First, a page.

6. While there are positive things to be said about this relationship, and there are things that we can learn about Beauty in the Beast that can be beneficial to the development of children and our relationships with one another, the line between what is positive and what is negative is extremely fine- too fine when we consider the audience involved. I can't disagree with any of the claims made, because they are valid, but I do believe that the distinction between the positive and the negative symbols involved in the movie are too closely intertwined to be appropriate. If one scene can be interpreted in such antagonistic ways, isn't that dangerous?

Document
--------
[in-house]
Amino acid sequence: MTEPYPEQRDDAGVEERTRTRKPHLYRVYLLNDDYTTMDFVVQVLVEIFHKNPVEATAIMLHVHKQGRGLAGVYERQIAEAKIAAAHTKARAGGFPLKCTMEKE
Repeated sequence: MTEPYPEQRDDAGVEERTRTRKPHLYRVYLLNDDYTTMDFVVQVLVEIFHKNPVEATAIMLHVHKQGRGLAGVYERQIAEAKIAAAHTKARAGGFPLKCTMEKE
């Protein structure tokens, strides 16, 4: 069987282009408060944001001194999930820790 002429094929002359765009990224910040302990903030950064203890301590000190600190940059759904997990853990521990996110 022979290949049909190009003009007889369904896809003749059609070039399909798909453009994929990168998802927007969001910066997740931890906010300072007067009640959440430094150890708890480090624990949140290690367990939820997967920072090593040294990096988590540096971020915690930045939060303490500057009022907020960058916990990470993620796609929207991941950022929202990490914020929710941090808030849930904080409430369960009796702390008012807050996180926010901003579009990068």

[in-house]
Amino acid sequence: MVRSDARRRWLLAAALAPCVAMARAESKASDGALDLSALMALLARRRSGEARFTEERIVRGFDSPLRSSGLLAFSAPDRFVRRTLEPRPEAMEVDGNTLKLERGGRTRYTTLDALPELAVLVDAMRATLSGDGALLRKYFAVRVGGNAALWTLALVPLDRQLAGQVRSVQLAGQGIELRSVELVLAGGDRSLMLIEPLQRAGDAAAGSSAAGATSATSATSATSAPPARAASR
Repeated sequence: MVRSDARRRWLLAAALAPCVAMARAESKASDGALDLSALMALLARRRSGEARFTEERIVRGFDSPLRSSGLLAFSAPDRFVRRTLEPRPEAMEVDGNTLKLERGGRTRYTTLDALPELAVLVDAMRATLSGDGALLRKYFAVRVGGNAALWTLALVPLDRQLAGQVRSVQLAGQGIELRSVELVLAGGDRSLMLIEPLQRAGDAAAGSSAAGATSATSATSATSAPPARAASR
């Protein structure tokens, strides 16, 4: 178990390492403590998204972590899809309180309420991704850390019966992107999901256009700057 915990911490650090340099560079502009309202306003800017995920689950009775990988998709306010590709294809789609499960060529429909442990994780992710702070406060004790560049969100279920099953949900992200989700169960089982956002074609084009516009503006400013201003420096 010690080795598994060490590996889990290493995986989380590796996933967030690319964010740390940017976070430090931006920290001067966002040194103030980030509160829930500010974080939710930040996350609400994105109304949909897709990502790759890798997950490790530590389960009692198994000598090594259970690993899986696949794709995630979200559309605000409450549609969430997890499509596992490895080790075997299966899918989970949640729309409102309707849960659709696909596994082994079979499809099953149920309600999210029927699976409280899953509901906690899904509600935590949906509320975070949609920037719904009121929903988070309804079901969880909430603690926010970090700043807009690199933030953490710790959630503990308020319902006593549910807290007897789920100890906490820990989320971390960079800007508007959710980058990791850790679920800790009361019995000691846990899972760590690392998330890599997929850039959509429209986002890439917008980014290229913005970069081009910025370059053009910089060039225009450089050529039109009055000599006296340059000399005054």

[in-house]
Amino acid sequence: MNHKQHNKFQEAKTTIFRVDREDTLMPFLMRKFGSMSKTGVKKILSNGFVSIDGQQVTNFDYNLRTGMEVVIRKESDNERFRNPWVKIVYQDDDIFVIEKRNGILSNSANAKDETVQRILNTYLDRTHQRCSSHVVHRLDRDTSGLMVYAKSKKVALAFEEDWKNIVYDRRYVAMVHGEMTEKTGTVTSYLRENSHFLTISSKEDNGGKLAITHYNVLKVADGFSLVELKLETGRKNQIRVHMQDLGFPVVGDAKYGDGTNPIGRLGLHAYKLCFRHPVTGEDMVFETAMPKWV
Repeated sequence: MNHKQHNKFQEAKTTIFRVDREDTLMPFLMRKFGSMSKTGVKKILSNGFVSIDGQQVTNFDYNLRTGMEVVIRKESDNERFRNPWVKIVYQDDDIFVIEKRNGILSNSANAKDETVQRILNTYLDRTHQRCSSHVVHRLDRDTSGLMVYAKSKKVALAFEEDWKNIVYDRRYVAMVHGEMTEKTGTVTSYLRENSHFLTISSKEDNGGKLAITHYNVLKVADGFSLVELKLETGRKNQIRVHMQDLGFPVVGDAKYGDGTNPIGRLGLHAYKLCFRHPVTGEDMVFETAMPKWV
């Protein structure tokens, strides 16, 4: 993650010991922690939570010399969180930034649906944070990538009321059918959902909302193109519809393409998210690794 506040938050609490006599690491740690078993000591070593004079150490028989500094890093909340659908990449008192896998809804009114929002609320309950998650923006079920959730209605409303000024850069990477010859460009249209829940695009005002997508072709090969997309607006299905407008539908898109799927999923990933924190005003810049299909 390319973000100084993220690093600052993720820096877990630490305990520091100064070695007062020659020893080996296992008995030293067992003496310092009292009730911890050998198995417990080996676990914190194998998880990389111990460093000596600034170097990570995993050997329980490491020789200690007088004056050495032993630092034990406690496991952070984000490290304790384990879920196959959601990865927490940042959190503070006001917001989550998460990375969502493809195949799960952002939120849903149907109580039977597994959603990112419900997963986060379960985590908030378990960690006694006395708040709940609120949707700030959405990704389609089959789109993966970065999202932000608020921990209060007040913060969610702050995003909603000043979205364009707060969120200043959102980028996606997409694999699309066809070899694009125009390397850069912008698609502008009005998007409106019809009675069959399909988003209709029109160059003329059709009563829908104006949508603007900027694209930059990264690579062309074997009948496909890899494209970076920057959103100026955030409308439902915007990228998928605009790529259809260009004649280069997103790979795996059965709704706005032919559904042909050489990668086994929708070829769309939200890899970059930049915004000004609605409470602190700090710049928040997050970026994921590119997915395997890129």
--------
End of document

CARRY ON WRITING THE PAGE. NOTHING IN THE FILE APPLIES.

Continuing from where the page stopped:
7. There is no partner abuse in Beauty and the Beast because Belle is the Beast's prisoner, not his partner. Things only change between them when Belle escapes from the castle and the Beast chases after her to protect her, and risks his life to save her. After that, he is no longer abusive and makes a concerted effort to control his temper. That is a defining moment of the movie - when he starts to do things unselfishly for her and commits to changing himself. And no, the message there isn't 'if you love a man you can change him from an abuser to a good person'. There are two reasons the Beast starts to change and neither of them are 'Belle's constant unwavering caring attitude and faith in him despite his abuse': First, because Belle is the only person in his life whose opinion has ever mattered to him (since she is the only one who can break the spell), he is forced to reflect on the way he behaves and try to modify it. Second, Belle is literally running away to escape him and get away from him forever (ie, NOT hanging round changing him) when he decides he is willing to fight wild wolves and possibly die to save her. His motives are clearly mixed, but that's the moment you know that he's starting to care for her and that something is changing about him - right as Belle is LEAVING. In other words, it's HIS developing love for HER that changes him. Also, when he starts to love her he stops being possessive and controlling as a direct consequence of his love, telling her that she may leave the castle. There is no indication in the film that if a man loves a woman he will try to control or possess her; in fact, the opposite message is clearly conveyed by juxtaposing the reformed Beast with Gaston, the villain who wants to force Belle to be his trophy wife. This isn't Twilight: the whole point of the movie is that the Beast is doomed to be alone, to be physically a beast forever, unless he stops being an abuser. I don't know how that can be seen to 'normalise partner abuse'.